After the mysterious feud that sparked questions around the nation, all of the answers are slowly coming together. Who would have thought that it all began the moment Solange Knowles threw blows at Jay-Z in that elevator.
Recently, Jay-Z has released his 13th solo album titled 4:44. It features ten powerful tracks like, “Kill Jay Z”, “4:44”, and “The Story of O.J.” Additional guest appearances include Frank Ocean and Damian Marley. Jay-Z also invited his family to a spit a few lines, like his mother and Beyonce. Blue Ivy also freestyles for the first time on a bonus track!
The album was revealed to the public on June 30th for Sprint and Tidal users. A week later, the album has finally been released to other stream services, such as Apple Music and Google Play.
The album is a mixture of pro-black expression and an obvious ode/apology to Beyoncé. In a previous interview, Jay-Z claimed that 4:44 would be a response to Beyoncé and her emotional songbook, Lemonade. In her sixth album, there were some allegations and suspicions that Jay-Z was unfaithful. Verses from Jay-Z’s new album only seems to confirm our speculations. For example, in Beyoncé’s ‘Sorry’, she sings, “You better call Becky with the good hair.” A similar short line, from Jay-Z, would later be found in 4:44’s, ‘Family Feud’, stating, “Leave me alone, Becky”. 4:44, by itself, seems to reflect some emotional regret. In one stanza, we hear Jay-Z begging, perhaps to Beyoncé; “Please pick up the phone, pick up the phone”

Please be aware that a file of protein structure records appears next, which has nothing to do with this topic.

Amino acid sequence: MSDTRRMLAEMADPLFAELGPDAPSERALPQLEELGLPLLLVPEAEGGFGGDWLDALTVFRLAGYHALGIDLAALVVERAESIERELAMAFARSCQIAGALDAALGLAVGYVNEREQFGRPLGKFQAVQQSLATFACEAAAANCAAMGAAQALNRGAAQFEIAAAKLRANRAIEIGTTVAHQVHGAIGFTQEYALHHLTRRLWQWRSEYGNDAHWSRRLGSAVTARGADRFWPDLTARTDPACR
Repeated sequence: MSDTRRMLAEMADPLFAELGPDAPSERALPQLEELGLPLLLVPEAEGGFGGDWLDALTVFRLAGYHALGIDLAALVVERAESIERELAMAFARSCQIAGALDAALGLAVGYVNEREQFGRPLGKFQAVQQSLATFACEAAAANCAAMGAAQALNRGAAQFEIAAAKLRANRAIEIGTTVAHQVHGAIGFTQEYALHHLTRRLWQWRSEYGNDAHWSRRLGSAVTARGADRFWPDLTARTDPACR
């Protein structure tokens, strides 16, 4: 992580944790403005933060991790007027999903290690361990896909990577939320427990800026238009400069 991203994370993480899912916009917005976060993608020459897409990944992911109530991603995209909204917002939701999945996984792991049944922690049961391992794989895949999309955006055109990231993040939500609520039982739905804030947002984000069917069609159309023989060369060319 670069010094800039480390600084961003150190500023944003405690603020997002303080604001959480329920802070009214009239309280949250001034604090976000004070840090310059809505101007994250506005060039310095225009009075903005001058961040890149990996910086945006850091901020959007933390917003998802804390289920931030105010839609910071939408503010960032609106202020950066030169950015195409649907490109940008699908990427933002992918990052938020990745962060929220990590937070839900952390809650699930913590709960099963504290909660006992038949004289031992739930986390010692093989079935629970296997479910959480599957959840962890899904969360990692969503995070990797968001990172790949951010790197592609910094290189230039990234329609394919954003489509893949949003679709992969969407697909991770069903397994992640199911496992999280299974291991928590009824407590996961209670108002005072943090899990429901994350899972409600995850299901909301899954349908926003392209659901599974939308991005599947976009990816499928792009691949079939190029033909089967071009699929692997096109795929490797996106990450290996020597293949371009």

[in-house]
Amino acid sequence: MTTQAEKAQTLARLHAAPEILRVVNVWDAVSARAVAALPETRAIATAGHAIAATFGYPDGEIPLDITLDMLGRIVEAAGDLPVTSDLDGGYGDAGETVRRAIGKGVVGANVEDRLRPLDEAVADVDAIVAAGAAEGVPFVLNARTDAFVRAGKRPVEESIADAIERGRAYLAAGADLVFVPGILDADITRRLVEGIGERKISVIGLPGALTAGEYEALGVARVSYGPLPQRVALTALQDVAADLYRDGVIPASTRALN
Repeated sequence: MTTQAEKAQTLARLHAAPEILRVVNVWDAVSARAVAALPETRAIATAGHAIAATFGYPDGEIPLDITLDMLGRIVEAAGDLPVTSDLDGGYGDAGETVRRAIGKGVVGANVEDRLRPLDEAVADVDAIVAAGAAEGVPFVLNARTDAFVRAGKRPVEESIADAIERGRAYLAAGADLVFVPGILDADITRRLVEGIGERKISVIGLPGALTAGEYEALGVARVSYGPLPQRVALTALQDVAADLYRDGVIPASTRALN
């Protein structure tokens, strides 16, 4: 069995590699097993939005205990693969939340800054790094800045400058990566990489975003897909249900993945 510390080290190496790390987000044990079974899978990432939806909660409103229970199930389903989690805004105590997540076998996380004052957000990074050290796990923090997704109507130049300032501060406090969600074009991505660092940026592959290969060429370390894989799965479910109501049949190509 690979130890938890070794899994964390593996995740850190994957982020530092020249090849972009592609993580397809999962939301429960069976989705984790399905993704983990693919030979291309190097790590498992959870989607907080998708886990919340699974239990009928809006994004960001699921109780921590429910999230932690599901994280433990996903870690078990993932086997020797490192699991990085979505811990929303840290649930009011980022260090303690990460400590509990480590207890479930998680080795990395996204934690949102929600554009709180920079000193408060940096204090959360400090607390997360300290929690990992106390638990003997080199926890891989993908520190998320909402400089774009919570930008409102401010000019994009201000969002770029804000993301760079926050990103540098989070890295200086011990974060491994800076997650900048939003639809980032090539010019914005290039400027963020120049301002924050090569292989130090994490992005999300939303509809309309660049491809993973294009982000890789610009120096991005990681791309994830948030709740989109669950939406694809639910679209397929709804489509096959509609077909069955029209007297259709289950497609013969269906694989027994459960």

Jay-Z told IHeartRadio, “‘4:44’ is a song that I wrote, and it’s the crux of the album, just right in the middle of the album. And I woke up, literally, at 4:44 in the morning, 4:44 AM, to write this song. So it became the title of the album and everything. It’s the title track because it’s such a powerful song, and I just believe one of the best songs I’ve ever written.”
As expected, Jay-Z has faced multiple critics with numerous mixed reviews.
Some people reacted positively, stating the album stayed within Jay-Z’s musical character but has also evolved since his latest. The Rolling Stone calling Jay-Z “vulnerable, apologetic, and still dazzling”.
Others were more vocal about their dislike for the album, especially 50 Cent. In a now deleted Instagram video gone viral, the ‘Candy Shop’ rapper commented that 4:44 was ‘too smart’ and not very desirable for the younger generation. He even went as far to say, “S— was like golf music” and, “I’mma tell you the truth. N—as hot out here. They don’t wanna hear that s—. They just wanna have a good time”.
Some might agree that 50 Cent may have an interesting point. However, there are others like Snoop Dogg and Boosie, who have both publicly voiced their distaste for the new generation of rappers. No one seems to be safe from such torn emotions, not even 4:44.
At least, we can find some humor in the memes the album has given us.
Who knows how long until the heat of 4:44 will die down?